A Bad Heart
What you''re about to read is an honest and personal account of a
series of events that permanently altered the course of my life. It
began with my unexpected discovery that I had a bad heart--not the
organ that pumps life-giving blood through my veins, but that place
deep inside where all my thoughts and motives originate. Here''s how it
I grew up in church and believed in God. I knew I wasn''t perfect but
felt in my heart that I was basically a decent person. I would later
find that the Bible describes the condition of every heart (yours and
mine) as deceitful (Jer 17:9). There I was, living it up (so I
thought), unaware that I was deader than a door-nail in my sin (Eph
2:1); utterly lost, yet certain I knew exactly where I was going. My
own heart was deceiving me. I wonder--could your heart be deceiving
Curiously, though, my perspective began to change. I had always known
evil existed, but I understood it to be something menacing and remote.
Hitler, for example, was an evil man. Imagine my shock when I
discovered in my own heart (of all places!) a seemingly inexhaustible
fountain of evil. I suddenly saw everything in a different light. Even
the good I tried to do seemed tainted by selfish motives, or pride, or
some other defect. Now sometimes I''m a slow learner, but it didn''t
take me long to realize I had a problem--a BIG problem. It was God.
I know it''s not too popular to talk about God''s anger. We prefer a god
who''s always lenient, overlooking our faults. To our own detriment,
most of us never bother to find out for ourselves what the Bible
really says about God. It''s surprising to many people, for instance,
how much Jesus talked about hell. For example, He said "Do not be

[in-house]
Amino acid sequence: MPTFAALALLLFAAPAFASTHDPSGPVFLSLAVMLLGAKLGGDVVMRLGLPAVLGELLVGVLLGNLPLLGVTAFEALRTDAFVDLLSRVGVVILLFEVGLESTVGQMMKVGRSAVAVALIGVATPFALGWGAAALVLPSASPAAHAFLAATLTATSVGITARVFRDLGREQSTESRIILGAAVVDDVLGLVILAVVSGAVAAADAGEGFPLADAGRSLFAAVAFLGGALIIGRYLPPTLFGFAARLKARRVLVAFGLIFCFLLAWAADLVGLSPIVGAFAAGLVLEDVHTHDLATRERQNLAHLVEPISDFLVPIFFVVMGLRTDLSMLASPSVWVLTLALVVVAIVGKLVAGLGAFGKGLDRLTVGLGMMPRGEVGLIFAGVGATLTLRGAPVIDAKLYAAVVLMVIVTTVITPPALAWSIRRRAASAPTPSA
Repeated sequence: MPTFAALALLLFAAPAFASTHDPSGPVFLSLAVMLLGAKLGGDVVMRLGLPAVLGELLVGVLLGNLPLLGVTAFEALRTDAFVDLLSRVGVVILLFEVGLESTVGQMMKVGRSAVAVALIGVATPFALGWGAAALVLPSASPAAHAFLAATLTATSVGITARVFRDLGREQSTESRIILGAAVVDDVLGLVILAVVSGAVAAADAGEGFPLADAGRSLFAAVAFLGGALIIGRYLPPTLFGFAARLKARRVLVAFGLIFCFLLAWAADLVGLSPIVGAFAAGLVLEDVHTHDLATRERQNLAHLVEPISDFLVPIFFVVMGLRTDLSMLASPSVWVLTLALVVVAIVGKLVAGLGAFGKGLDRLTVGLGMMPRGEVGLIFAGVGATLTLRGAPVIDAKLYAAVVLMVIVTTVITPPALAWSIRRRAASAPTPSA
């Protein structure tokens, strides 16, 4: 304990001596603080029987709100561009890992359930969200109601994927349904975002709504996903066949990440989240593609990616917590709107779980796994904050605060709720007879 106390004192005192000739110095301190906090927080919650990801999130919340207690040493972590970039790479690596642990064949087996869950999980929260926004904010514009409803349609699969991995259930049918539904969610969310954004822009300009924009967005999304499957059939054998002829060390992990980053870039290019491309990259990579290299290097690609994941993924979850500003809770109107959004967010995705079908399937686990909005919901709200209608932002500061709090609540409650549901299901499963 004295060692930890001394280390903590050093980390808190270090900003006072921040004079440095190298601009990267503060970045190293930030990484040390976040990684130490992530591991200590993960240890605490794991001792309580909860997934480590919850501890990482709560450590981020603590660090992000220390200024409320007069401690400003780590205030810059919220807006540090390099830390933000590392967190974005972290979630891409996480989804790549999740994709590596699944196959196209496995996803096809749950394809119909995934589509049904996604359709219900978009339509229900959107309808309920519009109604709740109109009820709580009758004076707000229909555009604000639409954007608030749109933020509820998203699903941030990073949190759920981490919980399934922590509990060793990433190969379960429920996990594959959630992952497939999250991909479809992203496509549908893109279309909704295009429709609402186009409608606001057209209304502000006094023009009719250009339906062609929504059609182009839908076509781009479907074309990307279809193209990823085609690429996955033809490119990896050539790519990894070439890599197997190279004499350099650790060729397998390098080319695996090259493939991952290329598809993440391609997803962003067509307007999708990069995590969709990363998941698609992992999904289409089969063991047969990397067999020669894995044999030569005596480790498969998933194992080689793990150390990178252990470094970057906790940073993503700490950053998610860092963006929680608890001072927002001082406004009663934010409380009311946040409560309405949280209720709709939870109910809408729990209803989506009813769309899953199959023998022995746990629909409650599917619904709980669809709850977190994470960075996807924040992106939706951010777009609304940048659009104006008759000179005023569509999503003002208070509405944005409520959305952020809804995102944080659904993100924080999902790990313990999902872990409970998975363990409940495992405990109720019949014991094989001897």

afraid of those who can kill the body but cannot kill the soul.
Rather, be afraid of the One who can destroy both body and soul in
hell" (Matt 10:28). That''s hard. We''d really rather not have anything
to do with a God like that. So we ignore Him, or try to soften His
image a bit. But He won''t change or go away.
And so I feared God. I knew He was angered by my sin, and rightly so
(Rom 1:18-20). Where once I had excused my shortcomings, I now had to
shut my mouth (Rom 3:19). Desperate for answers, I prayed and read my
Bible. What (or rather Who) I encountered there changed my life.
My sin had separated me from God--which is what sin does (Isa
59:2)--and I was unable to bridge the gulf between us. I was helpless
(Rom 5:6) and hopeless (Eph 2:12). I needed a rescuer--someone to save
me--and God had sent One (Jn 3:16). It was Jesus, crucified and risen,
that I encountered in the pages of Scripture and on my knees. He saved
me, not because of anything good I had done, but because of His mercy
(Titus 3:5). What I deserved was death (Rom 6:23), and I knew it. But
in a stunning display of love, Jesus died in my place (Rom 5:8; Isa
53:5-6)--the sinless One taking the sinner''s punishment! Because of
that one incredible sacrifice, God forgave me, as He does anyone who
turns from sin and trusts Christ (Acts 3:19; Rom 3:23-24; 10:9-11).
Amazing! It still brings me to my knees in grateful adoration.
I have just one regret. Far too often I''ve failed to live my life in a
way pleasing to the One who loved me enough to die for me. Without
exception, though, I''ve found the Scripture to be true: "If you hide
your sins, you will not succeed. If you confess and reject them, you
will receive mercy" (Prov 28:13).